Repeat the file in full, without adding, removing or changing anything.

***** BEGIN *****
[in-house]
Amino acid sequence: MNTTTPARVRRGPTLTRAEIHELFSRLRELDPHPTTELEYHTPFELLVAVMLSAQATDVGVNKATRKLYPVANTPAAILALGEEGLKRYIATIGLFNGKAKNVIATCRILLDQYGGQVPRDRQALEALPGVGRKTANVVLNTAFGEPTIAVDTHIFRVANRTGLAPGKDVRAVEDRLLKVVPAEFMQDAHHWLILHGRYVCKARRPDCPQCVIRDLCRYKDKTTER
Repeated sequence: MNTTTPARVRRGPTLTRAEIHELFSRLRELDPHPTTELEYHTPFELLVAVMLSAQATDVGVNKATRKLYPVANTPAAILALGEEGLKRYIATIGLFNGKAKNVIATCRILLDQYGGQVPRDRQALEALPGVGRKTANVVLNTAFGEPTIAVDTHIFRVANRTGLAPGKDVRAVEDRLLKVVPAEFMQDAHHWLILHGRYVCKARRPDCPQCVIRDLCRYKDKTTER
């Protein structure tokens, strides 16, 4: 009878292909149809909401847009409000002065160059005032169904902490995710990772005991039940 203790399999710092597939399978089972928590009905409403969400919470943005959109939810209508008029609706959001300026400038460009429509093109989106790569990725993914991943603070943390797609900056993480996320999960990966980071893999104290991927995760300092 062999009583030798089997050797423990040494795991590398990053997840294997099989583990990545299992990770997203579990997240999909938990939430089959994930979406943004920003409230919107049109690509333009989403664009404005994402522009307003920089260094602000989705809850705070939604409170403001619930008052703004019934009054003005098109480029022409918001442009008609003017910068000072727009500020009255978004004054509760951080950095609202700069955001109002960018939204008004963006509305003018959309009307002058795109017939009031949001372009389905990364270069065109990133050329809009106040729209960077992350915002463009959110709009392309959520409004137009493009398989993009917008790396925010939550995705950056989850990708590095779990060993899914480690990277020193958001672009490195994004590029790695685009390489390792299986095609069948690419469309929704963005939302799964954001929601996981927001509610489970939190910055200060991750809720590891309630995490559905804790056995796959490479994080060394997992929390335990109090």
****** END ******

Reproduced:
[in-house]
Amino acid sequence: MNTTTPARVRRGPTLTRAEIHELFSRLRELDPHPTTELEYHTPFELLVAVMLSAQATDVGVNKATRKLYPVANTPAAILALGEEGLKRYIATIGLFNGKAKNVIATCRILLDQYGGQVPRDRQALEALPGVGRKTANVVLNTAFGEPTIAVDTHIFRVANRTGLAPGKDVRAVEDRLLKVVPAEFMQDAHHWLILHGRYVCKARRPDCPQCVIRDLCRYKDKTTER
Repeated sequence: MNTTTPARVRRGPTLTRAEIHELFSRLRELDPHPTTELEYHTPFELLVAVMLSAQATDVGVNKATRKLYPVANTPAAILALGEEGLKRYIATIGLFNGKAKNVIATCRILLDQYGGQVPRDRQALEALPGVGRKTANVVLNTAFGEPTIAVDTHIFRVANRTGLAPGKDVRAVEDRLLKVVPAEFMQDAHHWLILHGRYVCKARRPDCPQCVIRDLCRYKDKTTER
């Protein structure tokens, strides 16, 4: 009878292909149809909401847009409000002065160059005032169904902490995710990772005991039940 203790399999710092597939399978089972928590009905409403969400919470943005959109939810209508008029609706959001300026400038460009429509093109989106790569990725993914991943603070943390797609900056993480996320999960990966980071893999104290991927995760300092 062999009583030798089997050797423990040494795991590398990053997840294997099989583990990545299992990770997203579990997240999909938990939430089959994930979406943004920003409230919107049109690509333009989403664009404005994402522009307003920089260094602000989705809850705070939604409170403001619930008052703004019934009054003005098109480029022409918001442009008609003017910068000072727009500020009255978004004054509760951080950095609202700069955001109002960018939204008004963006509305003018959309009307002058795109017939009031949001372009389905990364270069065109990133050329809009106040729209960077992350915002463009959110709009392309959520409004137009493009398989993009917008790396925010939550995705950056989850990708590095779990060993899914480690990277020193958001672009490195994004590029790695685009390489390792299986095609069948690419469309929704963005939302799964954001929601996981927001509610489970939190910055200060991750809720590891309630995490559905804790056995796959490479994080060394997992929390335990109090």